Both schizophrenia and bipolar disorder are characterized as psychiatric disorders in the Diagnostic and Statistical Manual of Mental Disorders fifth edition DSM Schizophrenia is a primary psychotic disorder , and bipolar disorder is a primary mood disorder but can also involve psychosis. However, because of some similar symptoms , differentiating between the two can sometimes be difficult; indeed, there is an intermediate diagnosis termed schizoaffective disorder. While reported and observed symptoms are a main way to diagnose either disorder, studies in the 21st century have allowed psychiatrists to use magnetic resonance imaging MRI scans to try to find better, definite markers. Through MRIs, psychiatrists can see specific structural differences in the brains of people with schizophrenia.
Schizophrenia: Overview and More
Bipolar disorder is a type of mood disorder. People with bipolar disorder fluctuate from feeling down and depressed to feeling super-charged or manic. The disorder used to be called manic depression or manic-depressive illness. However, nowadays, several types of bipolar disorder are recognized: bipolar I, bipolar II, cyclothymic disorder, mixed features, and rapid-cycling disorder. Symptoms vary among people with bipolar disorder, depending on what type of bipolar disorder they have. All have slightly different symptoms.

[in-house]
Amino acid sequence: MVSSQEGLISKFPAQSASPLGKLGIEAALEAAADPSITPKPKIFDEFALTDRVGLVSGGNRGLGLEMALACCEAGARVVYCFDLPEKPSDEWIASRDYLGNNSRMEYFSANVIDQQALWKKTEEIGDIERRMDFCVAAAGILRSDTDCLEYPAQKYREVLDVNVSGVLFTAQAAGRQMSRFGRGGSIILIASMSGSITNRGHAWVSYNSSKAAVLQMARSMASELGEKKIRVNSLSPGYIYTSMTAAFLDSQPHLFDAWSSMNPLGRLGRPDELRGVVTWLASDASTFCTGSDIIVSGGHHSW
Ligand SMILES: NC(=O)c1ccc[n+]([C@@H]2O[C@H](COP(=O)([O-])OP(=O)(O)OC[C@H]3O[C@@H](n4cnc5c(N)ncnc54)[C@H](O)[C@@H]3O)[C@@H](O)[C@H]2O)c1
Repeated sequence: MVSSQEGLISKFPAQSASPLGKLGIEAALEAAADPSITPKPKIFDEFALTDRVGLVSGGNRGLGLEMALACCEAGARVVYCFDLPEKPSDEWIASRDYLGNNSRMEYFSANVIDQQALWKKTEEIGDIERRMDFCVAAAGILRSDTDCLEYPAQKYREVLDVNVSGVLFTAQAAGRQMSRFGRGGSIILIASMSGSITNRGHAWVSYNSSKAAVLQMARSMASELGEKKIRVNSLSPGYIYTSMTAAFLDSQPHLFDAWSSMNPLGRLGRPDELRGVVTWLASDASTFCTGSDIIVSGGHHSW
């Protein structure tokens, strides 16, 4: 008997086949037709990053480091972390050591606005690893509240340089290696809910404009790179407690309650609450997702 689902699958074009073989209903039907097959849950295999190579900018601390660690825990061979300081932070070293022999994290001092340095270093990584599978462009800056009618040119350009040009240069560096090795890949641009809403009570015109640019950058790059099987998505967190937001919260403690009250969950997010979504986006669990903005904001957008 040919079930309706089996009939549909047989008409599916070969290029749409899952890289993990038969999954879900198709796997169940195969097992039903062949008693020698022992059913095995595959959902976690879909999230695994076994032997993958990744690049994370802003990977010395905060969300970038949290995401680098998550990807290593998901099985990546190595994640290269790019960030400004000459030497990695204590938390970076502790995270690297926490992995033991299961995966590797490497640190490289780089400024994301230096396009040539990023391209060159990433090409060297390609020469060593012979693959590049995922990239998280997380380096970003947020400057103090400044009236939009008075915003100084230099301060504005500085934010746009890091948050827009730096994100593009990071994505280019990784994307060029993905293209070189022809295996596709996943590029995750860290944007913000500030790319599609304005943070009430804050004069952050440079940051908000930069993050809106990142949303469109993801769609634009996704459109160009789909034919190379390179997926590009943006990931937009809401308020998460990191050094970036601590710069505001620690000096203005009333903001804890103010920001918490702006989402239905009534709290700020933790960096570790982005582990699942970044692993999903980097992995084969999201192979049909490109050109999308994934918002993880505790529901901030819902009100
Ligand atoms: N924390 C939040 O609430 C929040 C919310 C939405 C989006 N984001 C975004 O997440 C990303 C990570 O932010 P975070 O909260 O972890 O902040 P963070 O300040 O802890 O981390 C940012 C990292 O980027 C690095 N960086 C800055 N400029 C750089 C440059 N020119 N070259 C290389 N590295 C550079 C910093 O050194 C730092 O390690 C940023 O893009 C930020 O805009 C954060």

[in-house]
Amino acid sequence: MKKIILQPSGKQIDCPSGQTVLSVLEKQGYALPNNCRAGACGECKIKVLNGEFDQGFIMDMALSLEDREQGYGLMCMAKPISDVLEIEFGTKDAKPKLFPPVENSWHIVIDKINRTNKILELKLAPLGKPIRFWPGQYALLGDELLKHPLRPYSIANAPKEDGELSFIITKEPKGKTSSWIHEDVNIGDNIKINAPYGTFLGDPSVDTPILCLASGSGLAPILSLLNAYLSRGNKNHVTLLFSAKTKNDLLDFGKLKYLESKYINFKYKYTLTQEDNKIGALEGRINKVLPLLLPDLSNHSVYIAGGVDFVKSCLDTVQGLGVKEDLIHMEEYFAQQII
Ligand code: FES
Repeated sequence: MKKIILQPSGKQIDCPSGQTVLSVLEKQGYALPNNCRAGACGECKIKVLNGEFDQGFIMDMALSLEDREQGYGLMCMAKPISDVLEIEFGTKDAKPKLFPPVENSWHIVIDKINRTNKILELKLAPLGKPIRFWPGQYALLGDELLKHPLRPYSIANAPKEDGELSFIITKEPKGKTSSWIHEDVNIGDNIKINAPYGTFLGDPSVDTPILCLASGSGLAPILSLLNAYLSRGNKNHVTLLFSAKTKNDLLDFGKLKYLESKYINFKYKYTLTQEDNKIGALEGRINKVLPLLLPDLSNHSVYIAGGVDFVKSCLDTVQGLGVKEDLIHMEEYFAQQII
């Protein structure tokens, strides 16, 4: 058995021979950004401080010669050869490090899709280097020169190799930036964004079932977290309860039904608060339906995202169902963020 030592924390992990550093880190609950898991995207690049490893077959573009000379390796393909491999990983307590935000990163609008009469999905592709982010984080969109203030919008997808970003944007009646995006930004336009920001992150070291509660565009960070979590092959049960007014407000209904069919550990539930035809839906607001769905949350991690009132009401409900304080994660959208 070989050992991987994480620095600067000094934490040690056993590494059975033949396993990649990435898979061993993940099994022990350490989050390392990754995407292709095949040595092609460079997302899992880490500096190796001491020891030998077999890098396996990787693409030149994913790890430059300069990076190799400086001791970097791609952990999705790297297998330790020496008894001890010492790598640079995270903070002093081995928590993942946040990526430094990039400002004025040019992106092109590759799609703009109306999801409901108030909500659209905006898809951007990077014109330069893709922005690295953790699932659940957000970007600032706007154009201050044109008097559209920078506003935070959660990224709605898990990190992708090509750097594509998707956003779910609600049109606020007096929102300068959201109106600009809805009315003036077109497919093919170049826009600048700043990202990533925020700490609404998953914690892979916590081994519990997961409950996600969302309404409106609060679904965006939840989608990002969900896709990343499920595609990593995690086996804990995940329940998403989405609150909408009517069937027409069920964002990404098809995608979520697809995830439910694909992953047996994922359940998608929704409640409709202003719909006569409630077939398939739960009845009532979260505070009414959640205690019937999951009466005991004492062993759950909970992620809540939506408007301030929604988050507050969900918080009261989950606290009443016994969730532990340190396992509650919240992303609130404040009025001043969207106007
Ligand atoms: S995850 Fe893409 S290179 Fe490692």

Comparison of bipolar disorder and schizophrenia
Sexual functioning and its consequences should be a clinically important concern for practitioners and programs serving the needs of persons with schizophrenia. Unfortunately, sexuality is rarely on the radar screen of the vast majority of mental health professionals. By default, the normal and natural sexual interests, needs, and abilities of persons with schizophrenia are sadly neglected in this area of human experience. For the silent chorus of psychiatrists, psychologists, social workers, and allied mental health workers, it is as though persons with schizophrenia are asexual. Awareness and concern by mental health professionals about sexuality in schizophrenia emerge only in the context of its inappropriate occurrence in hospitals or when sexually transmitted diseases or unwanted pregnancies arise as consequences of uninformed sexual activity.
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